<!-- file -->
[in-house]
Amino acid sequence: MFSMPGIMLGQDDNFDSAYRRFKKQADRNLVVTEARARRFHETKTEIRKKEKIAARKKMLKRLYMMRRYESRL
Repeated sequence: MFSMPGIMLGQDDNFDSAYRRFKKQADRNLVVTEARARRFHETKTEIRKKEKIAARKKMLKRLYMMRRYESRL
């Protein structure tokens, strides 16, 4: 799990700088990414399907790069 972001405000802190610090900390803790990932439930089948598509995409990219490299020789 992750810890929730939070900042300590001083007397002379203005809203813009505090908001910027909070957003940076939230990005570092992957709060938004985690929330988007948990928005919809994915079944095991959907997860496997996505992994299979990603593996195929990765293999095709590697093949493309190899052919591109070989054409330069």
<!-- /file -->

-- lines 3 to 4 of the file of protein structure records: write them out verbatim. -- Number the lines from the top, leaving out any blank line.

Repeated sequence: MFSMPGIMLGQDDNFDSAYRRFKKQADRNLVVTEARARRFHETKTEIRKKEKIAARKKMLKRLYMMRRYESRL
């Protein structure tokens, strides 16, 4: 799990700088990414399907790069 972001405000802190610090900390803790990932439930089948598509995409990219490299020789 992750810890929730939070900042300590001083007397002379203005809203813009505090908001910027909070957003940076939230990005570092992957709060938004985690929330988007948990928005919809994915079944095991959907997860496997996505992994299979990603593996195929990765293999095709590697093949493309190899052919591109070989054409330069």